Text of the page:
Europe Jumps Low Bar

Eurozone GDP beats forecasts

Image source: Janathong, ChaosMaker, T. Lesia - Shutterstock

What's going on?

Fresh data released on Tuesday showed that the eurozone economy grew 1.2% larger in the first quarter than it was a year ago – a low figure that was still higher than predicted.

What does this mean?

The 19 euro-using countries have had a tough start to 2019. Manufacturing in Europe’s biggest economy, Germany, all but ground to a halt thanks to disruptions plaguing its crucial auto industry; the French economy was brûléed by ongoing protests; and Italy succumbed to a dreaded recession. Economists accordingly slashed their growth forecasts left and right – and the European Central Bank said it’d start offering commercial banks a fresh round of cheap long-term loans from September, hoping to get some money moving around and grow the economy.


But economic growth already started accelerating last quarter, with Italy expanding all of 0.1% and thus escaping recession. Investors will be breathing a sigh of relief – and wondering whether monthly surveys are as reliable as they’d thought.

Why should I care?

For markets: China giveth, China taketh away.


The eurozone’s better-than-expected economic growth last quarter might not have been a surprise to those looking east: China’s first-quarter economic growth surpassed predictions too. With an estimated 35% impact on the well-being of the eurozone economy (and 15% on the US’s), a rising Chinese sun should mean fair weather for Europe too. But new Chinese data suggests it may have been a false dawn.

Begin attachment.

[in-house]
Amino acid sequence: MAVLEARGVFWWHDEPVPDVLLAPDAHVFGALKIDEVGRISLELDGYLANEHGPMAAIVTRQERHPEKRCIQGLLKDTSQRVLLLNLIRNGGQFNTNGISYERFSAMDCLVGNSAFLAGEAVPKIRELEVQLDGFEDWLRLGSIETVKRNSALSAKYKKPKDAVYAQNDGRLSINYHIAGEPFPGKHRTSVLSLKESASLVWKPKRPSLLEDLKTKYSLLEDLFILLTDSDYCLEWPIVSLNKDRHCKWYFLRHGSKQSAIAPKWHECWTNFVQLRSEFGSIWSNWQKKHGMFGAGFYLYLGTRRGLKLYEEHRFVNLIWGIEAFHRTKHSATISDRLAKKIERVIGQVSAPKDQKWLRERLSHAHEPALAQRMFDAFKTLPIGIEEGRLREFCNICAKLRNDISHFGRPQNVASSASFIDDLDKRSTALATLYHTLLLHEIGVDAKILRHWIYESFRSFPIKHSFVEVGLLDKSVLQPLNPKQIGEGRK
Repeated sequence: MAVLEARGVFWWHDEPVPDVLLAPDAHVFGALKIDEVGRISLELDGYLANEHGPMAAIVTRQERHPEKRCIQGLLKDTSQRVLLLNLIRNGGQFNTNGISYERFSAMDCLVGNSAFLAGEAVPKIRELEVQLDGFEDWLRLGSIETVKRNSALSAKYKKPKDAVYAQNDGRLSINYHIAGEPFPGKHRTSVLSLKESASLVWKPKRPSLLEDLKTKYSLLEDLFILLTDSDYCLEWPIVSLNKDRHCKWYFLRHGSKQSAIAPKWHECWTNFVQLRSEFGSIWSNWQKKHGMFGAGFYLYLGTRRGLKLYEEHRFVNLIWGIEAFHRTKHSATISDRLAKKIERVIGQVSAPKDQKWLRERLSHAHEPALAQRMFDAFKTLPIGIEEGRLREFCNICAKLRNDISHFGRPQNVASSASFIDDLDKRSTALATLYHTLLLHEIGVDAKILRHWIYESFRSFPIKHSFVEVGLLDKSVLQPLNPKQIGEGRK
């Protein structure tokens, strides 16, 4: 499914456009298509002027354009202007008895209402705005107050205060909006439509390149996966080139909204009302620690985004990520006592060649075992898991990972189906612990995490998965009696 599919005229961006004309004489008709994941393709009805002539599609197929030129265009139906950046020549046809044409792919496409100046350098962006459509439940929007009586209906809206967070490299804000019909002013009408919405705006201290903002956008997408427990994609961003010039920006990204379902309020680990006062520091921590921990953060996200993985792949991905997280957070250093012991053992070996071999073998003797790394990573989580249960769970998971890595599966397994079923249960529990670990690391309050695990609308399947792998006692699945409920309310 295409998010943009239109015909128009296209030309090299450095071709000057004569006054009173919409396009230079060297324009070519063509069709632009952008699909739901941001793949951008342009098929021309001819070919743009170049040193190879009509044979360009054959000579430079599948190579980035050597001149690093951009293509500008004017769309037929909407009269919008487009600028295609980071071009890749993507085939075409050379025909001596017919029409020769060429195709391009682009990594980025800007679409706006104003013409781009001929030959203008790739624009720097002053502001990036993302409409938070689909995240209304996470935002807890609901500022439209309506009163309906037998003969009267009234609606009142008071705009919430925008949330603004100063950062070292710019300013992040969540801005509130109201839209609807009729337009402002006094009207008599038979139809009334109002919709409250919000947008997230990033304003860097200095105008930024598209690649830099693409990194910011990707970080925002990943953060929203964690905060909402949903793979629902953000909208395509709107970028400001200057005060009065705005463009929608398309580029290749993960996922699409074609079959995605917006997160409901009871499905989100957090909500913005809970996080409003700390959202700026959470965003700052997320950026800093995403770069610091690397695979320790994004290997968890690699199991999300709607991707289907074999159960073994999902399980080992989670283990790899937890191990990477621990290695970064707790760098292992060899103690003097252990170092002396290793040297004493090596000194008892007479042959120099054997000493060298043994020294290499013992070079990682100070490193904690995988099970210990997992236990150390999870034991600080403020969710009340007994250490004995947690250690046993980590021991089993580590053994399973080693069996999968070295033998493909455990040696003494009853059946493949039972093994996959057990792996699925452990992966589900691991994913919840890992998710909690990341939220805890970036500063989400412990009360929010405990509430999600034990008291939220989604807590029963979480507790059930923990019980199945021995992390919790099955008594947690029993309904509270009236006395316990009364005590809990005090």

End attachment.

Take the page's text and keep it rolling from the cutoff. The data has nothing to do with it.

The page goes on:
The bigger picture: Our survey says… manufractured.


Two closely watched surveys of Chinese manufacturing activity on Tuesday showed that the country’s strong first quarter was followed by a flimsier April. According to both reports, manufacturing activity barely grew – confounding expectations that government support would maintain momentum. US-China trade negotiations are currently on the home straight, and it’s likely that both countries are watching one another’s economic data for any signs of weakness. That said, Europe just proved survey data isn’t the be-all and end-all…

Originally posted as part of the Finimize daily email.

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